Updated: Jul 20
Advent is almost here. Make sure those Christmas services aren’t interrupted by Mother Nature by weatherizing your church today.
Corrosion, pressure, and faulty parts are frequent culprits in fires and explosions during the winter months. Schedule a certified inspection and enter the winter season with confidence in your HVAC system. Talk with your inspector about potential areas of concern and developing a maintenance schedule for your system.
Keep your boiler room clear and clean. The boiler room should not be used for any type of storage, especially not for flammable goods. This includes boxes, cleaning supplies, or seasonal ornaments, and decorations.
Space heaters are often used as a secondary source of heat for small areas like offices or smaller meeting rooms. While not dangerous in nature there are potentially hazardous situations that you can avoid.
Older models may lack some of the newer functions like auto shut off or a grille to protect the heating elements. These factors create a higher risk for fires and other types of damage. Upgrading these units or repairing malfunctioning or faulty parts will help resolve these potential issues.
Make sure all space heaters are plugged into a wall socket. These appliances should never be plugged into extension cords or surge protectors. Space heaters require high voltage to operate effectively and this high voltage could cause an extension cord or surge protector to overheat or spark a fire. While space heaters can be used to keep smaller rooms at comfortable temperatures, care must be taken to avoid potential dangers.
Exposed pipes are more susceptible to freezing and bursting in the winter months. Insulating exposed pipes and maintaining appropriate temperatures within the building will help to prevent freezing inside your pipes. Also, for extended dormant times, leaving faucets on a slow drip will keep water flowing and not freezing through your pipes.
In the event of a burst pipe, shut off water to the entire building and call a certified plumber and water removal agency to repair or replace the pipe and deal with any water damage.
Snow and Ice Removal
Assemble a winter weather team to care for your property when snow or ice arrive. The responsibilities should include things like salting or clearing sidewalks, drying interior floors, and prepping parking lots and walkways for adverse weather. As your team works, monitor their health and provide “warm-up” breaks; this will help you ensure your volunteers aren’t overworking themselves in the cold.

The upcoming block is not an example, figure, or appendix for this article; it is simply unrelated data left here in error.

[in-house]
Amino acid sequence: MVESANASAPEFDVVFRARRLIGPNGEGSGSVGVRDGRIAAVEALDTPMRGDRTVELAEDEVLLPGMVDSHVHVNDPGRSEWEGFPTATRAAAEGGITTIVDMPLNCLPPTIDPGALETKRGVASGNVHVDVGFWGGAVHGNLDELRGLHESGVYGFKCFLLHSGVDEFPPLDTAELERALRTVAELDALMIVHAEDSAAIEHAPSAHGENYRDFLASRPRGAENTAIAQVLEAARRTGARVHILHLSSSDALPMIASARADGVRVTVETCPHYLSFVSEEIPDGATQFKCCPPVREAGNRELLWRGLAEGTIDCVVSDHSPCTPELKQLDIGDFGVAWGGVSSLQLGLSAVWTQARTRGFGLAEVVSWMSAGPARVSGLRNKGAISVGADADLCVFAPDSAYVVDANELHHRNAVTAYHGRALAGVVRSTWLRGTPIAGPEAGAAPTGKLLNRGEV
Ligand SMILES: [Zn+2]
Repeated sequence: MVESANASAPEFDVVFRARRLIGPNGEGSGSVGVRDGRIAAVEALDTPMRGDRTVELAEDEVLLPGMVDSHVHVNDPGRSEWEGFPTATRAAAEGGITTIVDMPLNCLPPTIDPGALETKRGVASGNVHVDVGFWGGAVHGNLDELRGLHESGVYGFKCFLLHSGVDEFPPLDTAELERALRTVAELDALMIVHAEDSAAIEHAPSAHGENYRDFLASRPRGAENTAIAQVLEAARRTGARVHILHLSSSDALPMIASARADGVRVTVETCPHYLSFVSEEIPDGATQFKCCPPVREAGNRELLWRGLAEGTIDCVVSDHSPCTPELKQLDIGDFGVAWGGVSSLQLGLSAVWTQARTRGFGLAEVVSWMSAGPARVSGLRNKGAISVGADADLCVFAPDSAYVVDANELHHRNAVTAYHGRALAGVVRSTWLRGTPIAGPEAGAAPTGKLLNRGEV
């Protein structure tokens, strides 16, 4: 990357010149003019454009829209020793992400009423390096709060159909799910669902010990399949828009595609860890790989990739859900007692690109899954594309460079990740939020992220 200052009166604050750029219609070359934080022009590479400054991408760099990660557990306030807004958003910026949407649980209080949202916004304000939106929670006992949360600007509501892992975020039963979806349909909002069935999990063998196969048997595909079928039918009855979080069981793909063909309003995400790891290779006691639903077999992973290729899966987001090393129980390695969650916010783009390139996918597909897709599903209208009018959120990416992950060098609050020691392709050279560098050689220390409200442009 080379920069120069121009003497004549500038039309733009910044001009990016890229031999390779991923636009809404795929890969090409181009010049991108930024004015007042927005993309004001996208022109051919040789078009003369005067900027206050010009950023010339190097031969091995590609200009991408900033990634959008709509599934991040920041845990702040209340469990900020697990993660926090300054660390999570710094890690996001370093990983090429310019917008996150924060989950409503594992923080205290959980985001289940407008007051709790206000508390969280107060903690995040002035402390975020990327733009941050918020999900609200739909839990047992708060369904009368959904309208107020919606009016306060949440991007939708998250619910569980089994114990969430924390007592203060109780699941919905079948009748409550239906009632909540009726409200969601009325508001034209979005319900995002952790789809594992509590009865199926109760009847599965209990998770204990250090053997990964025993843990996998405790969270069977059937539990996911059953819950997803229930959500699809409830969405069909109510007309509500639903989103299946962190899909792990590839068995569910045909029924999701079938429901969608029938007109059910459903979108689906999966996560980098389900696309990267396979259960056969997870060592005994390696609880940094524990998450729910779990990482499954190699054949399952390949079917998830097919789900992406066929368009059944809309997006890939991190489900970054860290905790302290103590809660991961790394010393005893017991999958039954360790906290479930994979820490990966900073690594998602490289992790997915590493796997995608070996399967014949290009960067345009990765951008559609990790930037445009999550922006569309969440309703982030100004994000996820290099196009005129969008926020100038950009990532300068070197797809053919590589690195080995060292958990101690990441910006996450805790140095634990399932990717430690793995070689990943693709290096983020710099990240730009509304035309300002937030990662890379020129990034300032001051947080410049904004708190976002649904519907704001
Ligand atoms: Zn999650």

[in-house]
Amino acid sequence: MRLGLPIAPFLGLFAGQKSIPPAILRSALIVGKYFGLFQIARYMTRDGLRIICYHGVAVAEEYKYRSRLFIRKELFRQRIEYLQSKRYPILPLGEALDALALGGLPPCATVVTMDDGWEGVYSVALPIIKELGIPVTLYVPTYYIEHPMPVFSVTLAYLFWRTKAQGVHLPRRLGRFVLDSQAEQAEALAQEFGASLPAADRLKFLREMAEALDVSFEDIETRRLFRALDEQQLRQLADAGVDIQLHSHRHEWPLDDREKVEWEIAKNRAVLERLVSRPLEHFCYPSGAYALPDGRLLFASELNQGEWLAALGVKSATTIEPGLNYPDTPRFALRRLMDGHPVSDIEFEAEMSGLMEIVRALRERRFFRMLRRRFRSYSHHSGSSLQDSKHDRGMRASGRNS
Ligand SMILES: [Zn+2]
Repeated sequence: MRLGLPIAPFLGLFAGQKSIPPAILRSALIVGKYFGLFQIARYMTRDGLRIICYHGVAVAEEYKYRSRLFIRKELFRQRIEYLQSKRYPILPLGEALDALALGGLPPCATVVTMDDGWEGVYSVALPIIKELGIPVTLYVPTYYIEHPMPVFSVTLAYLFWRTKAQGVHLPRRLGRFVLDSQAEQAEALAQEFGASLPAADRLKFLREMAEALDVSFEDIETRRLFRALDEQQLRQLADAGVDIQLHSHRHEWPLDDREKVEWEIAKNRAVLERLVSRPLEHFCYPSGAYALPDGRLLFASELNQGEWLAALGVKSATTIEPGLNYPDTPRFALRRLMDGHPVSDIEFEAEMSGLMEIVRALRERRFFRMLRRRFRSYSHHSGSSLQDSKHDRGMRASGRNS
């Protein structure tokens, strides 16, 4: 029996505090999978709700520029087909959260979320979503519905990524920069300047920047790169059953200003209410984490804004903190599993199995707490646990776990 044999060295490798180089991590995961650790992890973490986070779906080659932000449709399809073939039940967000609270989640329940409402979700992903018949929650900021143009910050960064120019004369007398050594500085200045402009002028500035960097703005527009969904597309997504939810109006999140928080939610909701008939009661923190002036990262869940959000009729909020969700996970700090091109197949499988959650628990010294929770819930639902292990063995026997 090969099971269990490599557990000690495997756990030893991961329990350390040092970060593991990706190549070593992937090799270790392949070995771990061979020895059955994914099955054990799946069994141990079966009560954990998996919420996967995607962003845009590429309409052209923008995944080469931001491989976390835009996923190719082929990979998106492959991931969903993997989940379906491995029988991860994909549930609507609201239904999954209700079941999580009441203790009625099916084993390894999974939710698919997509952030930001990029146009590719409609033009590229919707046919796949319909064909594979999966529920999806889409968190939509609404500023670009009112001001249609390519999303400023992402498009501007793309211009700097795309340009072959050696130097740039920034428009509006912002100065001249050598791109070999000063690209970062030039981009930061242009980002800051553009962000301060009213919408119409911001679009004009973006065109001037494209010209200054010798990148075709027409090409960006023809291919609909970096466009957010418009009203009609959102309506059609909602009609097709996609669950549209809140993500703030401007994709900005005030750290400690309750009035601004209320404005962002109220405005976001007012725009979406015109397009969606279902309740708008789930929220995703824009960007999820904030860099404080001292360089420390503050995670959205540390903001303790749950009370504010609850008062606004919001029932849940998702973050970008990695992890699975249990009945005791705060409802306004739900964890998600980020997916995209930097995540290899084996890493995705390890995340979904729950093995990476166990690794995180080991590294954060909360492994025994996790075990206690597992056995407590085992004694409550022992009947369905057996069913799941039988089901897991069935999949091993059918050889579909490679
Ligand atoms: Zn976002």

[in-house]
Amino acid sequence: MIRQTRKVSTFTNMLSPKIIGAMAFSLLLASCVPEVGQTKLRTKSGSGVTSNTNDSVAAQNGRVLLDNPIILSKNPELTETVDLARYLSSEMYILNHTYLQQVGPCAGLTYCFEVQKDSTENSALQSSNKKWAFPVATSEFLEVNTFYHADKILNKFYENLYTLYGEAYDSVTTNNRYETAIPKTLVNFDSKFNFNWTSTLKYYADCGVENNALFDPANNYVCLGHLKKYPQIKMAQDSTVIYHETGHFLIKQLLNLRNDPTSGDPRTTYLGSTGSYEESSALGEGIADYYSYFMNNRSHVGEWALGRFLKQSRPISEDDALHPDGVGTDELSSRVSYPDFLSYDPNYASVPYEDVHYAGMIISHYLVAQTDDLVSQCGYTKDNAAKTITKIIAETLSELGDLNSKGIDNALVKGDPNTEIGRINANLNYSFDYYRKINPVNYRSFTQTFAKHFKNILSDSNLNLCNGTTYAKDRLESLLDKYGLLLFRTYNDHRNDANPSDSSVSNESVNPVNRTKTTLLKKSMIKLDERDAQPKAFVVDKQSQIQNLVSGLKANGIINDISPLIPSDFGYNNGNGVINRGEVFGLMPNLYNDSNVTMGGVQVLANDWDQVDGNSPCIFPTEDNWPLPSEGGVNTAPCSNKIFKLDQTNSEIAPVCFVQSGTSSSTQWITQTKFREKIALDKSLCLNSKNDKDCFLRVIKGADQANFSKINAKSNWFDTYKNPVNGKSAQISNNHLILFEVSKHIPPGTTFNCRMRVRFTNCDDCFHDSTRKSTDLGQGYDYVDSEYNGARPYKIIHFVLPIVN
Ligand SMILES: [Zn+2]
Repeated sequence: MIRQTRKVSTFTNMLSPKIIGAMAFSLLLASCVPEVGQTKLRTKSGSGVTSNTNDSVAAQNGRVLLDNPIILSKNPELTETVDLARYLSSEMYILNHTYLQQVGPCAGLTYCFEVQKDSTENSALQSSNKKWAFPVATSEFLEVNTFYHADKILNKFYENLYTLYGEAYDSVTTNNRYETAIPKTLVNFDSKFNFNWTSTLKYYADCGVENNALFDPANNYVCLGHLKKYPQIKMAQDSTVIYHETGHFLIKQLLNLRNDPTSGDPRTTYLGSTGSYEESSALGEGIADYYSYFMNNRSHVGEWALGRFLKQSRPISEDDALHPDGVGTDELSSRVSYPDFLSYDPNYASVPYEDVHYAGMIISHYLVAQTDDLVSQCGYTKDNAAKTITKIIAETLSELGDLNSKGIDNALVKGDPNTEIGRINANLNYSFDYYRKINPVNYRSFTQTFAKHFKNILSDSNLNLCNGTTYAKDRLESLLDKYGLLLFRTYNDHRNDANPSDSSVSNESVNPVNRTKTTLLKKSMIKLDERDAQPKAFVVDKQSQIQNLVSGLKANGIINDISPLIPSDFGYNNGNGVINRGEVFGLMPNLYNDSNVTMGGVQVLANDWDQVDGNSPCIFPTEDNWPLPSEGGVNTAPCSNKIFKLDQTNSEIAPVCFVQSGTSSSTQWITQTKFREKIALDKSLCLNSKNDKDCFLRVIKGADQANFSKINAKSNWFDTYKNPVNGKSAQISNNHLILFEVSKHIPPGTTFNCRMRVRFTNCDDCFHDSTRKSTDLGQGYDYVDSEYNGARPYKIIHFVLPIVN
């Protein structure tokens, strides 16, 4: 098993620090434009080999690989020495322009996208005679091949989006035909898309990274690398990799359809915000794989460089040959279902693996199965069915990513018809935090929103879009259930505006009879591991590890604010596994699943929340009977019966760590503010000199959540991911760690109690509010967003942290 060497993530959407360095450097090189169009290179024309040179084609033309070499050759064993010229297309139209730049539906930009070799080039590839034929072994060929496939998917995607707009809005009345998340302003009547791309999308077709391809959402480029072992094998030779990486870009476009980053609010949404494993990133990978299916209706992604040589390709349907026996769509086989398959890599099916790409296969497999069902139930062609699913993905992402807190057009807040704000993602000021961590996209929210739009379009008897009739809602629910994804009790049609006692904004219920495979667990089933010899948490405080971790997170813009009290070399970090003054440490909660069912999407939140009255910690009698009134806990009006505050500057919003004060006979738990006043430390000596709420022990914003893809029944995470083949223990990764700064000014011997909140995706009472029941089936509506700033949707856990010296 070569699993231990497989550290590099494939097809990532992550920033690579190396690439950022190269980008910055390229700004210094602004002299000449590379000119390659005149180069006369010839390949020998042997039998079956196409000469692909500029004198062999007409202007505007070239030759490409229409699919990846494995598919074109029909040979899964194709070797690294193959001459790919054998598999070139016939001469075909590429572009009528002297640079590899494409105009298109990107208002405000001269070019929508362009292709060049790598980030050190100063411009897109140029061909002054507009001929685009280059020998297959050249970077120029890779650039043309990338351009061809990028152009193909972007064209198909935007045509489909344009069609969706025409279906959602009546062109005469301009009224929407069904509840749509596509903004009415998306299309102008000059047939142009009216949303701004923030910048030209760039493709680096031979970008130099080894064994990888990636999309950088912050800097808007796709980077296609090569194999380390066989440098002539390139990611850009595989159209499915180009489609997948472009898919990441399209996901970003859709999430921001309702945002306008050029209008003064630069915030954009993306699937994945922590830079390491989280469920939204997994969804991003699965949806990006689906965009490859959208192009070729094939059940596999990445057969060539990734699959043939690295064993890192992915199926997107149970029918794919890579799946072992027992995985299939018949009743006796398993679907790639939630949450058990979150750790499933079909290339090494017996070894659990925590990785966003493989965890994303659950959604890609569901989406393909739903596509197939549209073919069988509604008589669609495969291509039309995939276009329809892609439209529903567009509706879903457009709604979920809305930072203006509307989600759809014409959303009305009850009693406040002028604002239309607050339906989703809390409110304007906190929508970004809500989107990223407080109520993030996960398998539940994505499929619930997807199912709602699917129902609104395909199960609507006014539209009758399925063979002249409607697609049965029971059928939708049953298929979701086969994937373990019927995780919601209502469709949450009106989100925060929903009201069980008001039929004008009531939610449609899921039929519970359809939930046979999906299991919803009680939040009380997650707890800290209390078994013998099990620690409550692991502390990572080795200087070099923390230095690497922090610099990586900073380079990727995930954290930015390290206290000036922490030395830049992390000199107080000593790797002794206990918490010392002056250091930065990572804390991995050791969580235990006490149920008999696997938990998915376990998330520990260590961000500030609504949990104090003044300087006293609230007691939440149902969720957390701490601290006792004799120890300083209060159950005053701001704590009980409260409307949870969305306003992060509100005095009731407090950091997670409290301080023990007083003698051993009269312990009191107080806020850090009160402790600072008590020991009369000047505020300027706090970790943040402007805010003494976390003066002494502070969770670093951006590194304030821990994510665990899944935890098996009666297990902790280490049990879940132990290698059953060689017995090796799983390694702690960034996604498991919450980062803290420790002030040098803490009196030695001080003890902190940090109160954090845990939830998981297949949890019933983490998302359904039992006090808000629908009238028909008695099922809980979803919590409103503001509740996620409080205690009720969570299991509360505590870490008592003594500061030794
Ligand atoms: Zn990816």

Establish a good working relationship and understanding with a snowplow contractor to have snow plowed or removed prior to church events. Many contractors do not clear sidewalks and steps, but your winter weather team can cover these areas. Identify where snow and ice could accumulate and possibly refreeze. Give attention to areas that receive minimal sun, such as gutters and drainpipes, sidewalk corners, and doorways.
Your church should develop and publicize your weather-related closure policy for the church. This policy should include the process for making the decision to close the church and assigning the responsibility of communicating the closure to your community.
As you go through your weather-related closure policy, consider your membership and their situations. The age, mobility, and distance from your membership and community will help in the decision-making process. Establish multiple channels to communicate closures and inform your community as soon as possible..
By taking a proactive approach to winterizing your church, you will be able to enjoy those magical winter moments while knowing God’s house is resting peacefully as well.
This content has been prepared by United Methodist Insurance Company (UMI) for informational purposes only. No article or document may accurately contemplate all possible scenarios or church resources. As such, this information is meant to foster discussion by the individual church and its members to develop a plan tailored to its own circumstances. UMI is providing this information with no warranties or guarantees of any kind and it should not be viewed as legal, financial, or other professional advice. All liability is expressly disclaimed. Any claim examples described herein are general in nature, may or may not be based on actual claims, and are for informational purposes only. Any coverage available for a claim is determined from the facts and circumstances of the claim as well as the terms and conditions of any applicable policy, including any exclusions or deductibles. In the event of a conflict with the content herein, the terms and conditions of any issued policy will control. Individual coverage may vary and may not be available in all states.
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